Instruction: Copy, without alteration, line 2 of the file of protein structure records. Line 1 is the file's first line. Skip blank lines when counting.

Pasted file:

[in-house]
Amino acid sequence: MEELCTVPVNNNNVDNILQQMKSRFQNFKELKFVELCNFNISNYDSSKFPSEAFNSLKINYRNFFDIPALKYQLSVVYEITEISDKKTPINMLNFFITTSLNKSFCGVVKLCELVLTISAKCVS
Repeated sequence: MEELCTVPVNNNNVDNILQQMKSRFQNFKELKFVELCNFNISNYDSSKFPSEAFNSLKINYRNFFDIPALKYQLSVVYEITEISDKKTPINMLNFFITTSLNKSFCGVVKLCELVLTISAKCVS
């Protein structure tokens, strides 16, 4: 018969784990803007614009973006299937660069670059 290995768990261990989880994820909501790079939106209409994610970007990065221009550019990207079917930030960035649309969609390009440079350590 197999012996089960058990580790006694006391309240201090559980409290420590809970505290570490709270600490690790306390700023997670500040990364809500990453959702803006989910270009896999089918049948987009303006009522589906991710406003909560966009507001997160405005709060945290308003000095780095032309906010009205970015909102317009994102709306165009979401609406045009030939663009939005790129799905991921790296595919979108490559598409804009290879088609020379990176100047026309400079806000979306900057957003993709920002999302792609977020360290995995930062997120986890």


Amino acid sequence: MEELCTVPVNNNNVDNILQQMKSRFQNFKELKFVELCNFNISNYDSSKFPSEAFNSLKINYRNFFDIPALKYQLSVVYEITEISDKKTPINMLNFFITTSLNKSFCGVVKLCELVLTISAKCVS